After 30 Kilometers in 5 Days the Tigers Are Now 90 Kilometers From Deir ez-Zor

60 days ago they were still over 200 kilometers away—in a completely different part of Syria

Mon, Jul 17, 2017 | 3455 Comments

The Syrian army is converging on the besigied city of Deir ez-Zor from three directions. Which force finally reaches the city, and lifts the siege, first is anyone's guest but right now Syria's elite Tiger Forces are in pole position.

Up until now the Syrian army forces in the southern desert were the closest. Parked some distance before the ISIS-held T2 pumping station they are reportedly the only non-besieged Syrian forces inside Deir ez-Zor province—albeit just barely so. At the nearest point they are some 94 kilometers to the south of the besieged city.

On the most direct route to Deir ez-Zor, on the road leading from Palmyra, the Syrian army is still some 122 kilometers to the west of the city. This is the most obvious line of advance to take going to Deir ez-Zor but so far has also proven to be the most heavily defended. The Russian-trained 5th Corps has been fighting hard in this sector, at the town of Suknah, for months but progress in terms of captured kilometers has been slow.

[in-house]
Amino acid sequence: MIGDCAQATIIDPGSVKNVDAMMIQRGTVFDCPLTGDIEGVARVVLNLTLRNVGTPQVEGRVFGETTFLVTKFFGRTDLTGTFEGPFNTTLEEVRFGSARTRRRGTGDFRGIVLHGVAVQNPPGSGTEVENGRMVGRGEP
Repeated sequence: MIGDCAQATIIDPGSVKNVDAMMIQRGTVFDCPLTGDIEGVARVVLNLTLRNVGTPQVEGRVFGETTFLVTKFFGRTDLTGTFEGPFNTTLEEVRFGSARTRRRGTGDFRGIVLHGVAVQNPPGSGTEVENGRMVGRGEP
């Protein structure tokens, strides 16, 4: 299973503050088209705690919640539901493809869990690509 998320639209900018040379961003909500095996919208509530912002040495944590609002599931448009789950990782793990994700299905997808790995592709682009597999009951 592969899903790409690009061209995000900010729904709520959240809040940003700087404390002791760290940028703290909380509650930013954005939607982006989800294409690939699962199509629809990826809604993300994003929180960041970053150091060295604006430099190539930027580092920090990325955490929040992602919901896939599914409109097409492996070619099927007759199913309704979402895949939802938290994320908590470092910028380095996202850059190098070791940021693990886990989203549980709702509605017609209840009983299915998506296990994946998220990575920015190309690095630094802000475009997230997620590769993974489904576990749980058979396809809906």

Meanwhile the Tiger Forces have joined the advance on the lower Euphrates valley from the north. Just two months ago, in mid May, the Tigers were still fighting in eastern Aleppo province in Syria's north, which is nowhere near the besieged city—it is in fact over 200 kilometers away. But they have since advanced so far and so fast that they may now lead the charge to Deir ez-Zor.

Situation five days ago
After five days of Tiger Forces advances

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The Tigers have now opened the possibility the besieged city can be reached from the north-western direction. Especially in the last five days, which has seen them advance some 25-30 kilometers south-east—exactly as if they were headed to DEZ city. We'll see what the actual plan is, is it to continue pushing in that direction, or link up with the other Syrian forces around Suknah, or something else entirely.

In any case, the lifting of the siege of Deir ez-Zor seems closer by the day. Its inhabitants and defenders sure do deserve it.

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